Several fans wore black to theatres to watch 'Kaala' - and they knew the significance of it, too.

Kaala Rajini fans flood theatres wearing black the colour of Ranjiths politics
news Kollywood Thursday, June 07, 2018 - 16:52

Even before Kaala released, the colour black’s significance in this film was one of the aspects that was discussed widely. The film’s teaser had clear references to the black-white divide that is of political import - “Kaala na Karuppu” (Kaala means black), “Karuppu uzhaipoda vannam,” (Black is the colour of the proletariat) are some of the dialogues that touched on it.

Evidently, Thalaivar fans were quick to pick up on this and the sea of black that descended upon theatres in Chennai will tell you how. Donning black clothes, many sporting unique black T-shirts specifically designed for Kaala, these Rajini fans confessed their allegiance to their star.

“The colour black has all colours in it. Didn’t Thalaivar refer to it? It is the colour of the working class. And I belong to the working class,” says Ramesh, before his friend Ananda Ganesh pipes in, “Kaala nale karuppu!” 

Another fan confessed to have stitched clothes in black specifically for the film, and ever since Rajini began wearing black outfits off-screen, her affection for the colour also has increased.

“For every Thalaivar birthday I began wearing black colour. This movie also has an important part for the colour black. I’m very happy to see this colour on screen,” she gushes. 

Associating a particular colour with a certain brand of politics is common all over the world, more so in India. While saffron is associated with Hindutva, representing a faction of the country that has a violent history of oppressing the downtrodden, red has usually been the colour chosen by rebels who fight against it.

In the south, however, black holds a special place in Dravidian ideology, and is often used to signify the condition of the oppressed. The colour stands for revolution, especially in Tamil Nadu. It was Periyar who encouraged members of the Dravidar Kazhagam to wear black as a symbol of protest against oppression. Since then, rationalists and Periyarists in the state routinely wear the colour to mark their politics.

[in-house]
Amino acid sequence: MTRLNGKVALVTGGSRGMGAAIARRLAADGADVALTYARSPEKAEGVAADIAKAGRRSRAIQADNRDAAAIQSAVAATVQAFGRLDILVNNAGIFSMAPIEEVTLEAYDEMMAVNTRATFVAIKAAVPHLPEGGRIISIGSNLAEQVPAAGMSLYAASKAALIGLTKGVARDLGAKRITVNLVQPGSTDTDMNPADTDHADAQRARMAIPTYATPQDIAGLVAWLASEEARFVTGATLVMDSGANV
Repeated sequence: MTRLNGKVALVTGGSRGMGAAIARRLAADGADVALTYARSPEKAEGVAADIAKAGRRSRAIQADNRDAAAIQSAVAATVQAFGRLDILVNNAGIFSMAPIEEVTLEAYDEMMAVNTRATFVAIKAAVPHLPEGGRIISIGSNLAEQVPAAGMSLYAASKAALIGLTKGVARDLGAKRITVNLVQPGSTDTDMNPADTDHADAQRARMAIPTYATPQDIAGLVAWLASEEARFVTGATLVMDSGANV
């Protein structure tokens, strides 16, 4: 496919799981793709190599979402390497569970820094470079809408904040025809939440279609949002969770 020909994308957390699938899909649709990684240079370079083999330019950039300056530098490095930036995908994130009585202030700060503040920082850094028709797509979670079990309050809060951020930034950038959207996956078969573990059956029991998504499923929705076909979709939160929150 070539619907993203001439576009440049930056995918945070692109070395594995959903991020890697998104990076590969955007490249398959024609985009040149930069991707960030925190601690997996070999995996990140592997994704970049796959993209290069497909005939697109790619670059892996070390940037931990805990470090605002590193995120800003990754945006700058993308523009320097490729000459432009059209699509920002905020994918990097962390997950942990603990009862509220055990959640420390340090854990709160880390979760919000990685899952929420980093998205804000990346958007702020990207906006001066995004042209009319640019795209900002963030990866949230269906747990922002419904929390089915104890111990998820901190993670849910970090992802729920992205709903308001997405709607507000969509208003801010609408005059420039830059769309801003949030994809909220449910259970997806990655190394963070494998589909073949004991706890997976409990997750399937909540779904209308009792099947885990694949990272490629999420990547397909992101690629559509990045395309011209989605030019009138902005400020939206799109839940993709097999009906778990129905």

However, in many cultures, black signifies death and mourning, and most times, people steer clear of wearing black clothes during festive occasions. Needless to add, world history is testimony to the prejudices black skin has faced. The history of the colour black, therefore, is steeped with stories of oppression.

While people associate all that is pure and clean with white, black is considered dirty and impure. And that is precisely the traditional symbolism that Pa Ranjith’s Kaala hopes to overturn.

There is one other colour which features prominently in Kaala - blue, the colour of Dalit resistance. Kaala is always dressed in either blue or black and the references are hard to miss. Red, which stands for communism and socialism, also makes an appearance in the climax when the screen explodes in a riot of colours.

Rajinikanth’s Kaala comes at a time when the actor has made his political intentions clear. It is hard not to notice the glaring differences between Rajini - the actor and Rajini the politician, but his fans, however, have been floored by Kaala’s ideology. While it is widely believed that Rajini the politician has made saffron his colour, Rajini the actor is all for black and defends it on screen.

In an average film, most people would not ponder the significance of colours on screen. Not many film releases in the country have hoards of fans sporting a colour theme.  But Kaala leaves an impact on the viewers and the way they look at the colour black. In Ranjith’s Kaala, the colour black is respectable; it is the colour of hard work, the colour of the working class. And it is precisely this point that has resonated so well with the audience. 

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